Though I may be swayed by my particular gallery visit, what may be most valuable about this show is its slower pace.  Conceptual one-liners, needlessly showy and large work, parties badly disguised as art exhibits: each often coddle and cater to a critical laziness.  Rosende’s solo exhibit doesn’t do this.  Instead, the show makes apparent that it’ll take time.  If you are to honestly like or dislike the work, it’ll be after spending some time with it.  Ultimately, it may be this sort of “time signature” that is key to taking art seriously again.

A Better Time Signature: Stacy Rosende at Gallery 221

Tampa Bay and St.Pete Art Events: 9/27/13-10/4/13

ARTofficial Intelligence II: The Second Annual St.Pete Robot Exchange– Fri, Sept. 27th, 8pm at The Sake Bomb in St.Pete

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Come check out some art, music, and robots. Tampa bay most talented artists and musicians will be exhibiting/ demonstrating interesting works to appease intergalactic robots bent on earth’s destruction! $2 cover

The Observatory– Closing Reception on Fri., Sept. 27, 7 p.m at the William and Nancy Oliver Gallery USF

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This exhibition by Genevieve Godcharles and Julia Rose Fowler explores personal identity through real and surreal occurrences using the mediums of photography, video, and surveillance. Tensions arise when taking on the role of the viewer or the one being viewed, enforcing a confrontation of personal identity or the unknown identity of others. Unveiling of an individual’s personal space allows the audience to observe these intimate situations. Free.

Tomás Marais: A Retrospective at the Leepa-Rattner Museum of Art  (Tarpoon Springs)

The exhibition explores the works of Tampa artist and Cuban native, Tomas Marais. His work is known for its bold colors and stylized, elongated forms.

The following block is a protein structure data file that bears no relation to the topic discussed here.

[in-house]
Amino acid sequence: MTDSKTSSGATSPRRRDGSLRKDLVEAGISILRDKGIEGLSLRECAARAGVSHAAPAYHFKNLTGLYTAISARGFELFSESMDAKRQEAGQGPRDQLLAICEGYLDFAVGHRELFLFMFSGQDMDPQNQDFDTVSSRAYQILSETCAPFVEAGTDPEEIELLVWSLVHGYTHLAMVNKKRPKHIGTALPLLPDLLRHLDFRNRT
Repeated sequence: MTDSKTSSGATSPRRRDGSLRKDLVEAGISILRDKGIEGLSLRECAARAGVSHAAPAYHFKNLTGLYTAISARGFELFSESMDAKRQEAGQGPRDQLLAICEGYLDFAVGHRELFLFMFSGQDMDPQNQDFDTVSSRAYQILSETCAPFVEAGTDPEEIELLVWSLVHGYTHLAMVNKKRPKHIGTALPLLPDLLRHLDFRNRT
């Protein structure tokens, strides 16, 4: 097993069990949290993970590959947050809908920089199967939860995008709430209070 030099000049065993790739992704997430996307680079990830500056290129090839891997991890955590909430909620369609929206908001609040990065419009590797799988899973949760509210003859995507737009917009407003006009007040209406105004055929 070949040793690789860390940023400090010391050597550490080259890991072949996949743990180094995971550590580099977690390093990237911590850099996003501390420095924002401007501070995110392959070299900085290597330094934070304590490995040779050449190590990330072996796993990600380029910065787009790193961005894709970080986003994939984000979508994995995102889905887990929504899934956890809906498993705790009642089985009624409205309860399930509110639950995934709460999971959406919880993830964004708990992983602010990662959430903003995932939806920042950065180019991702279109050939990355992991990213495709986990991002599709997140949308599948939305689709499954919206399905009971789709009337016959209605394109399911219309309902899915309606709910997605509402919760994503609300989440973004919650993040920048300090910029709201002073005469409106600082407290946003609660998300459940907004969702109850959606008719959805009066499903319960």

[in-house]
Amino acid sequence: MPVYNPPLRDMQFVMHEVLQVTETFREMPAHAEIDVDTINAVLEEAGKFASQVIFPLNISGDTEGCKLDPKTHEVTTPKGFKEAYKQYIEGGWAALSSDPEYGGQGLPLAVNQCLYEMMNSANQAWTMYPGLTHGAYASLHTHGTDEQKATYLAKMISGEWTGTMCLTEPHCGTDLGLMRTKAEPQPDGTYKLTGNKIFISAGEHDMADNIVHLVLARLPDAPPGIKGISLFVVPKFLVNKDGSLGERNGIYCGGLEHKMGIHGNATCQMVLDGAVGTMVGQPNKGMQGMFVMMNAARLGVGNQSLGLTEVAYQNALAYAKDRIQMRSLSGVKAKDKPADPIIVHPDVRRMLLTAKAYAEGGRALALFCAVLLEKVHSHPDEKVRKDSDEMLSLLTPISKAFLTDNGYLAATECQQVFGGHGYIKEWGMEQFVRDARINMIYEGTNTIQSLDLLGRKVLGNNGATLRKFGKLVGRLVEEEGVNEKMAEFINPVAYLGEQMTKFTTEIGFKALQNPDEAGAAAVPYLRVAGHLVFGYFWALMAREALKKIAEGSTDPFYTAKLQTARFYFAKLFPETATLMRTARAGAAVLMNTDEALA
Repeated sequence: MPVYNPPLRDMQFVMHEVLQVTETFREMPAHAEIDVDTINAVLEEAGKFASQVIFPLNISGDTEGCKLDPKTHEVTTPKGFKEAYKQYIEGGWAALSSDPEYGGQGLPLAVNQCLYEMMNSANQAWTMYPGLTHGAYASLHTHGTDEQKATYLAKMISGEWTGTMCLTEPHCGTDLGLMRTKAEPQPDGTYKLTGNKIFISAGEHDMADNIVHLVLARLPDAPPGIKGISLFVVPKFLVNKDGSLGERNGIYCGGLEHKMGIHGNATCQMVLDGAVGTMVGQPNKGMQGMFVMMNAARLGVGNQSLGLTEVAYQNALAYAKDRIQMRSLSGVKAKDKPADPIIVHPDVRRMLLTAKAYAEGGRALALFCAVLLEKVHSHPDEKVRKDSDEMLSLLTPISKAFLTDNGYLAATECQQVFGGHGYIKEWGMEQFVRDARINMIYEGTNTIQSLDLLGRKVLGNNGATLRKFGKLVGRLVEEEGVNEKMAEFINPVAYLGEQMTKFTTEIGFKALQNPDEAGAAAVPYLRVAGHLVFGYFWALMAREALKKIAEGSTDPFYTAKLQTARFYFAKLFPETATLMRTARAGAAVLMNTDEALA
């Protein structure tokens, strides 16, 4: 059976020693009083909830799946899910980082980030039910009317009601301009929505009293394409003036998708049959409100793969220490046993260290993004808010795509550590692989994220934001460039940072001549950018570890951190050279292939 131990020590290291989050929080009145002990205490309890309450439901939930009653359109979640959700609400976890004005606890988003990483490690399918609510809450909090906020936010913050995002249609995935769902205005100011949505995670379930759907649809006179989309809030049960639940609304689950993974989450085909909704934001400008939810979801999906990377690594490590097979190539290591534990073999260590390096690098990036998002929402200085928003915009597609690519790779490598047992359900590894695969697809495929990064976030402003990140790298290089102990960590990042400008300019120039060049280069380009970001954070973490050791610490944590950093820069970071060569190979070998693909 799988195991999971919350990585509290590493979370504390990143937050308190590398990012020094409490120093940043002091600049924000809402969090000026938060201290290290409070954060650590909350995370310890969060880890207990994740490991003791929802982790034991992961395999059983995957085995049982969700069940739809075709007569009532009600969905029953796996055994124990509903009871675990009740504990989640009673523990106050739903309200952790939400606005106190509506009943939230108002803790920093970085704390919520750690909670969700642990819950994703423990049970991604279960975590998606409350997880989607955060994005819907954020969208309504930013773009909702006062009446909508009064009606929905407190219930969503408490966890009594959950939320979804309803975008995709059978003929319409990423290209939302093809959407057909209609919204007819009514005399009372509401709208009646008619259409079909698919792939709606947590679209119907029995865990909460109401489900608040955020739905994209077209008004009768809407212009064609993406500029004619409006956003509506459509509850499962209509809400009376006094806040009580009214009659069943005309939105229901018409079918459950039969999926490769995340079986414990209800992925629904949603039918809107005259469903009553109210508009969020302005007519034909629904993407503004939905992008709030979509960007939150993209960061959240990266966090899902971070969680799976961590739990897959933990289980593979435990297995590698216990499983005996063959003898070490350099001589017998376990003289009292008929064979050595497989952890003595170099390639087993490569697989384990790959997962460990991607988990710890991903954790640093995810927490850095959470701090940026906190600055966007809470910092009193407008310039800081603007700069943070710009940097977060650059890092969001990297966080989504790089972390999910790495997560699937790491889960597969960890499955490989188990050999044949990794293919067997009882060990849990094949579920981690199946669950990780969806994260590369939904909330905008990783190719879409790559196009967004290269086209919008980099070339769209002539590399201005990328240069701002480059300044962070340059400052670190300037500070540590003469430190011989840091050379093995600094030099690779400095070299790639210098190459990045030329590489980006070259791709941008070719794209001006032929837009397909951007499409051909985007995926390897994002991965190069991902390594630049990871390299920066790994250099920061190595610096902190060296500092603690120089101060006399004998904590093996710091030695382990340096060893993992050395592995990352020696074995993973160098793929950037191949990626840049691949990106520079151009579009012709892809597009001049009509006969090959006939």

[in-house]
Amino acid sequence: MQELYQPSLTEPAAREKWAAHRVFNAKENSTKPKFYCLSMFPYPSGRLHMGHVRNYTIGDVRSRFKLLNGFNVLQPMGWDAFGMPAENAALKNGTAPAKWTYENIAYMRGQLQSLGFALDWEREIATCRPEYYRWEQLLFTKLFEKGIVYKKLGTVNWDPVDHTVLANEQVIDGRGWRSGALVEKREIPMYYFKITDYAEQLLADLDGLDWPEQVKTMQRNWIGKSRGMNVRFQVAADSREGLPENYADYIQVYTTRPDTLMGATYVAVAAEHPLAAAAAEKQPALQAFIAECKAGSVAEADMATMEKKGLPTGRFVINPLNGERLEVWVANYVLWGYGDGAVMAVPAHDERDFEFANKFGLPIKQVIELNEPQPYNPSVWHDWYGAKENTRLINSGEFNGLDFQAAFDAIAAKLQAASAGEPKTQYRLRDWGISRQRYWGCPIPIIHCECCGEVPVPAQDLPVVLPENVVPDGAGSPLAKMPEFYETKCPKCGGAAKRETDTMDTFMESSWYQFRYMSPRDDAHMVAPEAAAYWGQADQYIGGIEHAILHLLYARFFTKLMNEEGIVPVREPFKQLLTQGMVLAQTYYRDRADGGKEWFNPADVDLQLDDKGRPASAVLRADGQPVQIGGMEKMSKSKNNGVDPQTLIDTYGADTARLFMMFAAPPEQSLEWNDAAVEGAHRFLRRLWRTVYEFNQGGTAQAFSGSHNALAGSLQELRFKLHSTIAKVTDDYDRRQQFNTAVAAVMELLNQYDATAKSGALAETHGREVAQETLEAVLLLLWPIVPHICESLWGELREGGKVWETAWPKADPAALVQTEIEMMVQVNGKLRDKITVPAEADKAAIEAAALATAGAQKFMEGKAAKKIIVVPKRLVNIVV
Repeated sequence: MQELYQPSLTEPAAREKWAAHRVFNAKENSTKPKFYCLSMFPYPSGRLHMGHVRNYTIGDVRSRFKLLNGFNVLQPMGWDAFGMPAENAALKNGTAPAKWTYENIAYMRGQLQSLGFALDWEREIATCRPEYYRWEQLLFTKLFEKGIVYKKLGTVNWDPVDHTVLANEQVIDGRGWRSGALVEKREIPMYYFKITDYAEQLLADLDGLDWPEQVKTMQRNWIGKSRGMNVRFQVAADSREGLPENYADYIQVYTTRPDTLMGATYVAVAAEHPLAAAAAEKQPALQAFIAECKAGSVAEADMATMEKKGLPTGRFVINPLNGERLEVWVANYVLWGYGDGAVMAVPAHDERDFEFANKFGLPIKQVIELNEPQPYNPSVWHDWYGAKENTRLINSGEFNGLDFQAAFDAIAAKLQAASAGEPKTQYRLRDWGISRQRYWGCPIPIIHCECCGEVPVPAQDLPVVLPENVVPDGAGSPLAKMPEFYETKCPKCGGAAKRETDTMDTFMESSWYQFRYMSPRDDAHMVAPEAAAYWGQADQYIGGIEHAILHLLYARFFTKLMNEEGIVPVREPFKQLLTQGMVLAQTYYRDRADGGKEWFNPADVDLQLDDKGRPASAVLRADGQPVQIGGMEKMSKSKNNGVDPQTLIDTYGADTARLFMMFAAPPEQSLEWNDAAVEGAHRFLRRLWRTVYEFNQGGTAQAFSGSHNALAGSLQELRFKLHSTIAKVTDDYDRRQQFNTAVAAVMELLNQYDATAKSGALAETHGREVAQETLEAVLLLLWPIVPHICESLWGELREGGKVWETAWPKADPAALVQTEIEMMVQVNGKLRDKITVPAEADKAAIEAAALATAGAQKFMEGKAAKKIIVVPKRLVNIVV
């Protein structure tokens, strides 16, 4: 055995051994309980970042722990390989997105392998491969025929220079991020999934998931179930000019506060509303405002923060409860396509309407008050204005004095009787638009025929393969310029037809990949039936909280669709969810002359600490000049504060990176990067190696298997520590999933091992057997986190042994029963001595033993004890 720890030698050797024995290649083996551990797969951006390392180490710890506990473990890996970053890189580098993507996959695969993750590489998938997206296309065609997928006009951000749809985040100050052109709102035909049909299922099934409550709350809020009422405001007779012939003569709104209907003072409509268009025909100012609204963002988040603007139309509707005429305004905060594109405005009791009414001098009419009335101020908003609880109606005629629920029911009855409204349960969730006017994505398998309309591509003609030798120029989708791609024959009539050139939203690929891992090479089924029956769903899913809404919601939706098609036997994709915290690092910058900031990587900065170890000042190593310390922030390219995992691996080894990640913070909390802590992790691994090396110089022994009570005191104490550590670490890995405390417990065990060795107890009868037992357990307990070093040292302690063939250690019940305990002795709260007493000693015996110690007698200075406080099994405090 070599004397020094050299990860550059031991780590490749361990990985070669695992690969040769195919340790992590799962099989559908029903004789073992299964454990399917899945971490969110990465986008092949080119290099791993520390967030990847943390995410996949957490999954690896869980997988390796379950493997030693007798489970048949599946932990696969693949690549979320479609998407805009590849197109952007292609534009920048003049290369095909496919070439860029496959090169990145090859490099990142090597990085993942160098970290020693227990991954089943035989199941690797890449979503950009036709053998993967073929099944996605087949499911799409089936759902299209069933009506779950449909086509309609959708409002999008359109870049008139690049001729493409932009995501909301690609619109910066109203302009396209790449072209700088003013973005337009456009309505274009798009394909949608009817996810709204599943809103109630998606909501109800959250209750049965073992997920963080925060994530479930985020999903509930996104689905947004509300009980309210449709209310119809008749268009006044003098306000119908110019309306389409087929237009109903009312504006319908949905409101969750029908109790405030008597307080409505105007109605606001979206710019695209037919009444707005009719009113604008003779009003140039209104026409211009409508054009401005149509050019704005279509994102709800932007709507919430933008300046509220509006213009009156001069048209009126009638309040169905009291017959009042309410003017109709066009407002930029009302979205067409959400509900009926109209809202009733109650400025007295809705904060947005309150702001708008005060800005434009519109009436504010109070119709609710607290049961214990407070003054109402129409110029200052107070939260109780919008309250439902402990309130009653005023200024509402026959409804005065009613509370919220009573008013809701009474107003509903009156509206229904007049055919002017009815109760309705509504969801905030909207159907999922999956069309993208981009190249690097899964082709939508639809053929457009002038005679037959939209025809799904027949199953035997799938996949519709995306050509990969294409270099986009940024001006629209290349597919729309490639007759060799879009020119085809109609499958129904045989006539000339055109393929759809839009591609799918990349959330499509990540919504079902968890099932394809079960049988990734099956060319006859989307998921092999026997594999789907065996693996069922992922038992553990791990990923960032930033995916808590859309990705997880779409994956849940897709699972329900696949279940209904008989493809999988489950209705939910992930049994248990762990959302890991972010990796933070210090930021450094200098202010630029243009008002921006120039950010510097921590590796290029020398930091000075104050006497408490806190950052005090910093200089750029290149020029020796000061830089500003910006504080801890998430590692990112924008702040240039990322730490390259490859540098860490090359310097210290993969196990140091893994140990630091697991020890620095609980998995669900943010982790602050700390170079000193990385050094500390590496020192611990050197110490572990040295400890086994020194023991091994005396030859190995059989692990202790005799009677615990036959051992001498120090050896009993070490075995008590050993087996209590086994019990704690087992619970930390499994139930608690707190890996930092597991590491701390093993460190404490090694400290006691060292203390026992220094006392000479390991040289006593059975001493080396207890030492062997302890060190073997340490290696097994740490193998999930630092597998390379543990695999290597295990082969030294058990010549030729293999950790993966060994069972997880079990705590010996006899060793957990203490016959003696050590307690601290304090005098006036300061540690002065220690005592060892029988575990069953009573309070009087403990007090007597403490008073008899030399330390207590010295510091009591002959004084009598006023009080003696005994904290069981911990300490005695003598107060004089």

Pulp– Opening reception on Wed.,Oct. 2 at 4:30 p.m. at the Maze Gallery @ HCC-Ybor

Pulp, a visual art exhibition at MAZE Gallery in the heart of historic Ybor City. Pulp is an exhibition of paper-based works from HCC art students working in 2D and 3D paper media. Pulp is a lignocellulosic fibrous material prepared by separating cellulose fibers from wood, fiber crops or waste paper.

Evening Curator’s Tour: SubRosa– Oct 3rd, 6-7pm at the Contemporary Art Museum

Join curator Noel Smith for an evening tour of CAM’s fall exhibition, SubRosa: The Language of Resistance. Free

Icons of Style -Opening Oct.4th at the Ringling Museum of Art (Sarasota)

Icons 2007.828Image Credit: Ringling Museum of Art

Drawing on the MFA Boston’s rich collection of costumes, fashion illustration, and photography, the exhibition will explore the process of creating icons of style from design concept to runway and finished image. The show includes works by John Galliano for Dior, Karl Lagerfeld for Chanel, Olivier Theyskens for Rochas, Arnold Scaasi, Christian Lacroix, and others.

Tampa Bay and St.Pete Art Events: 9/27/13-10/4/13

Let’s Get a Room: Time for a Tampa Bay Art Fair

LETSGETAROOMTampa Bay: I think it’s about time we got a room…or rooms.  I’m not talking about an affair but more of a…fair.

Tampa Bay seems to have hit its cultural center puberty over the past few years.  While we may not be the mature visual arts destination that is New York, Miami, or even San Francisco, we’re clearly and progressively developing.  There’s a particular benchmark, though, that we have yet to meet: the art fair.